The piano is a big instrument! In terms of frequency range, its 88 keys start lower than a 5-string bass and top out nearly two octaves higher than the highest note on an electric guitar! It truly is an instrument built to fill a room!
A pianist often plays more than one part and is responsible for balancing them so, in some ways, a pianist has to mix their own instrument. This approach works splendidly when the piano is unaccompanied, but doesn’t always hit the mark in a rock band. There, the piano’s wide range can get in the way of other instruments. A pianist skilled at playing in a group navigates this by playing in specific frequency ranges, finding the right spot for the piano to shine amidst the other instruments.
The piano also has an enormous dynamic range – the difference between its quietest and loudest volume. “Piano” is short for “pianoforte” which is a combination of two musical terms: piano and forte (if you skipped Music Theory 101, these mean “quiet” and “loud”, respectively). For classical music fans, “Rachmaninoff’s Concerto #3 in Dm” is a breathtaking display of the dynamic range of a piano in the hands of a master. In pop/rock music … there are no examples. At least not with a full band. The difference between quiet and loud sections are downright laughable compared to classical music. Recent hits by artists like Gavin DeGraw, classics like the Beatles’ “Hey Jude” and even soaring rock operas like “Bohemian Rhapsody” all demonstrate the “compact” dynamic range of a piano in pop/rock music. There is some level adjustment and use of audio compression in the mix, for sure, but the dynamic range is first and foremost in the hands of the musician.
So it’s easy for a piano to conflict with another instrument, take over completely or drop out of the mix all based on how the musician plays! But not all pianos sound the same; there is still a range of tones we can tune into. Because of the expansive range of the instrument it’s hard to give guidelines that stick! I’ll do my best and describe a few different piano sounds you can listen for.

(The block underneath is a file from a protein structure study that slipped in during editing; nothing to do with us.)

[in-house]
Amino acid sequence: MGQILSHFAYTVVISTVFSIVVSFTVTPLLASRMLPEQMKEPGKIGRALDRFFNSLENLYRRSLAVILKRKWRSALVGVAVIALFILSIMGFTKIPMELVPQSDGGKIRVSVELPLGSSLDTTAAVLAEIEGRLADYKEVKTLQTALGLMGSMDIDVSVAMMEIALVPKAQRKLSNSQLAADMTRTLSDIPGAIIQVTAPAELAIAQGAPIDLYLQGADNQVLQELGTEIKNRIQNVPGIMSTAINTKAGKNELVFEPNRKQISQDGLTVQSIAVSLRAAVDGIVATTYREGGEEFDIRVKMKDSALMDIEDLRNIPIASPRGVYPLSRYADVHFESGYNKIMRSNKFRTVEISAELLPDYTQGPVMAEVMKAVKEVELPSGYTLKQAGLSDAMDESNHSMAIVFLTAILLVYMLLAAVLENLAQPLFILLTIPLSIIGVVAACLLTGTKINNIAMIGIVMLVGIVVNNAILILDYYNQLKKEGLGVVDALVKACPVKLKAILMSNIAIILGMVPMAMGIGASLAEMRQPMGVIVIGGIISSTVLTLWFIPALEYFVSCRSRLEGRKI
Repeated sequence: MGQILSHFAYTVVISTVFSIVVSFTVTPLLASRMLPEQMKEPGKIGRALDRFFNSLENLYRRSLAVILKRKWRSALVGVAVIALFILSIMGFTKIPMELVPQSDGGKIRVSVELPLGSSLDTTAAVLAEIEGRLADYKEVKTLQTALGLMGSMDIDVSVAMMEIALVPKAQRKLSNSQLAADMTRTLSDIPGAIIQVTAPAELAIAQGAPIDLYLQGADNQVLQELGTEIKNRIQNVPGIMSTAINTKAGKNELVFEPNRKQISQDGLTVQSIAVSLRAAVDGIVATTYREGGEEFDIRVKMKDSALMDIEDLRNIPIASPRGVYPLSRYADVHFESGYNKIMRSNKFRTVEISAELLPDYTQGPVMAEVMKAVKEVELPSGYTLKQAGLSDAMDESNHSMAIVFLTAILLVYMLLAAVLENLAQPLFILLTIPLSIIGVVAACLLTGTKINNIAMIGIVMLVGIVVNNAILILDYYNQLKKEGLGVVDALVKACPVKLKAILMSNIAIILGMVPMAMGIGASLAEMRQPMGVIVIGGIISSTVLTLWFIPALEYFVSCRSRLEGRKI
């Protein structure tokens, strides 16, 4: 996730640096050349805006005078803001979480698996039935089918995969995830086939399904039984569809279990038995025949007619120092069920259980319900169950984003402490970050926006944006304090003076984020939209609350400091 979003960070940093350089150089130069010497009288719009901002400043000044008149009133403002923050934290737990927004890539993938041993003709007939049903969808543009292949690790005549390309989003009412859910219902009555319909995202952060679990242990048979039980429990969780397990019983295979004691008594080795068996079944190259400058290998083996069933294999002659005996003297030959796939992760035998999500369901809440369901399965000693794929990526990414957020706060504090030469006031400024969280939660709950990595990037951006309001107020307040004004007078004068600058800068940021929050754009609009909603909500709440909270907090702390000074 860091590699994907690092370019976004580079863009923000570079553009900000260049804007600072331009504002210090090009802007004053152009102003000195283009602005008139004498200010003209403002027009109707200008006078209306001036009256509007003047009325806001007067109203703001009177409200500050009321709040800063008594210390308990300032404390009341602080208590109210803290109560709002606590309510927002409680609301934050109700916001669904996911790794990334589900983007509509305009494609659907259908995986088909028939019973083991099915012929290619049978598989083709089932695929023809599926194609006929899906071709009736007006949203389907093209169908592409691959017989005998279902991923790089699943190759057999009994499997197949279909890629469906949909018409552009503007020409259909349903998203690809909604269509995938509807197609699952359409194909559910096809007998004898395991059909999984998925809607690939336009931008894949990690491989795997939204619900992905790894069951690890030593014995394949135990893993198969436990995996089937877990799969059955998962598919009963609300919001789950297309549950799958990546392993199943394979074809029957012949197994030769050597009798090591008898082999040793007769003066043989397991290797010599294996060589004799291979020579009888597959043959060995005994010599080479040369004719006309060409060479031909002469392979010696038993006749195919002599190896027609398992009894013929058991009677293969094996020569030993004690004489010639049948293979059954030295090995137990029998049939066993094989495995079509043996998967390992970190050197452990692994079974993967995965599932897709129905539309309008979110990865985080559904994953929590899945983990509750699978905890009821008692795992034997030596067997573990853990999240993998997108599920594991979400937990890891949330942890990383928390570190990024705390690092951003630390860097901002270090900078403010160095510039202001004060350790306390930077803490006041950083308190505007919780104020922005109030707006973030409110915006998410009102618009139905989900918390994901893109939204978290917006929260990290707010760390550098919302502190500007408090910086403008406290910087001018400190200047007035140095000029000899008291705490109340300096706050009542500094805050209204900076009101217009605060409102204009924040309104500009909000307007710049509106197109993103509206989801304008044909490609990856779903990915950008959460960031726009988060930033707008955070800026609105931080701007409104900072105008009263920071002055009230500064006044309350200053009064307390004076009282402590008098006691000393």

“Warmth” comes from the lower keys and can be very effectively controlled by the player. In a band this range is often shared by the bass guitar. A warm piano sounds big and close but, like the acoustic guitar, a big piano isn’t always what’s needed in a mix.
“Meat” can describe the midrange of the piano. The three octaves starting at middle C are the “meatiest” and most vocal-like which makes them the most likely to compete with vocals in a mix. As an example, Gavin DeGraw pounds out the lead line to “Chariot” in-between verses, but backs away from this range when he sings to make room for his voice. If you’re listening for it, this kind of “backing away” in an arrangement is very common.
“Sparkle” describes the high range of the piano. Its fundamentals – the notes the strings are tuned to – go up to about 5 kHz. The harmonics – overtones that resonate along with the fundamentals – go up at least as high as the human hearing range. There’s a lot of content at 16 kHz and above, even if the highest keys aren’t being played. This range can give clarity to the instrument and bring it out in a range that doesn’t easily interfere with a vocal or an electric guitar.
We often simplify all of this and say a piano is either bright or dark. This describes the natural sound of the instrument, not so much the way it’s been mixed. A bright piano has more “meat” and “sparkle” and less “warmth”. A dark piano is the opposite. Digital pianos usually have a selection of bright, dark and in-between piano samples to choose from. Whether you’re performing live or laying tracks in the studio, it’s worth taking the time to choose the right sound at the source.